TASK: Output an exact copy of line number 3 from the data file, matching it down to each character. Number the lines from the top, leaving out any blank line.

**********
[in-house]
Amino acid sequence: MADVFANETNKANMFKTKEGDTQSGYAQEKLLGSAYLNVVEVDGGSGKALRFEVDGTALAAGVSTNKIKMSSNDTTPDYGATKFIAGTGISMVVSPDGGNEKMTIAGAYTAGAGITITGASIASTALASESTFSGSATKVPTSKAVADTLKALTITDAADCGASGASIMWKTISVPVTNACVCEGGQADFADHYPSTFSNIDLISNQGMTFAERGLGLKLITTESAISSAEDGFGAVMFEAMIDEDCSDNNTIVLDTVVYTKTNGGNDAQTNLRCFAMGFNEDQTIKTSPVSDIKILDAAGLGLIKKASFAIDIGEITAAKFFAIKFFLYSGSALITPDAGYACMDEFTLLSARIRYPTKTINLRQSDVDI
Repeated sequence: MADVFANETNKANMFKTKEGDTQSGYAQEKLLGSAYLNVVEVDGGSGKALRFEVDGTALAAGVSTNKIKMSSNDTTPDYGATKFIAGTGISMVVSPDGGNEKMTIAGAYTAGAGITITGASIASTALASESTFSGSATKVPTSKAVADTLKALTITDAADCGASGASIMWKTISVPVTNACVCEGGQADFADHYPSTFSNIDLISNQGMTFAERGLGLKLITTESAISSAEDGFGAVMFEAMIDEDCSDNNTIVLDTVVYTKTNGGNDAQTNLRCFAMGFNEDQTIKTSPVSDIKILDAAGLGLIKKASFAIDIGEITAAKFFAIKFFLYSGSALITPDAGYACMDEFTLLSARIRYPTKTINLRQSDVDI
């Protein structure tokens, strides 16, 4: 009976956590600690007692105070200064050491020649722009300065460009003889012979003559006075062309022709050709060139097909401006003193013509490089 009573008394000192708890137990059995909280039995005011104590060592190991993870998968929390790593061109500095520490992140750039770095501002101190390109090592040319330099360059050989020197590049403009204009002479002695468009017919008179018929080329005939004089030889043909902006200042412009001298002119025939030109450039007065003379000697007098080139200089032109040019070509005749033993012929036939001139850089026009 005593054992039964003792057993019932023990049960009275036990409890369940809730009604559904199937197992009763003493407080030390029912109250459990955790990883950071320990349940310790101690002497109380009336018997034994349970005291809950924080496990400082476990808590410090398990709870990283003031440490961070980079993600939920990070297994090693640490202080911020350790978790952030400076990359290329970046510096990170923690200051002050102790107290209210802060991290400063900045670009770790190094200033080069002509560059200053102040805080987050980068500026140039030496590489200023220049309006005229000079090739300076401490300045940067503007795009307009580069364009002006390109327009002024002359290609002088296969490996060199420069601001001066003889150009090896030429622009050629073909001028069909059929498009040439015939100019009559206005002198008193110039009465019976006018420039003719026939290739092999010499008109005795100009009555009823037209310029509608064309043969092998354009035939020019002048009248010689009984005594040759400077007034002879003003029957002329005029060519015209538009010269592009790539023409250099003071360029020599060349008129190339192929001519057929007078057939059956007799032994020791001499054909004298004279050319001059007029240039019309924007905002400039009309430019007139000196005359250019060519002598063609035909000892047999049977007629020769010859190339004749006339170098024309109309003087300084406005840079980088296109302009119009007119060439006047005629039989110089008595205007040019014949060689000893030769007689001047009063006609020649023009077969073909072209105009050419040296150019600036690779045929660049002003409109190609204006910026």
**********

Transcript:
Repeated sequence: MADVFANETNKANMFKTKEGDTQSGYAQEKLLGSAYLNVVEVDGGSGKALRFEVDGTALAAGVSTNKIKMSSNDTTPDYGATKFIAGTGISMVVSPDGGNEKMTIAGAYTAGAGITITGASIASTALASESTFSGSATKVPTSKAVADTLKALTITDAADCGASGASIMWKTISVPVTNACVCEGGQADFADHYPSTFSNIDLISNQGMTFAERGLGLKLITTESAISSAEDGFGAVMFEAMIDEDCSDNNTIVLDTVVYTKTNGGNDAQTNLRCFAMGFNEDQTIKTSPVSDIKILDAAGLGLIKKASFAIDIGEITAAKFFAIKFFLYSGSALITPDAGYACMDEFTLLSARIRYPTKTINLRQSDVDI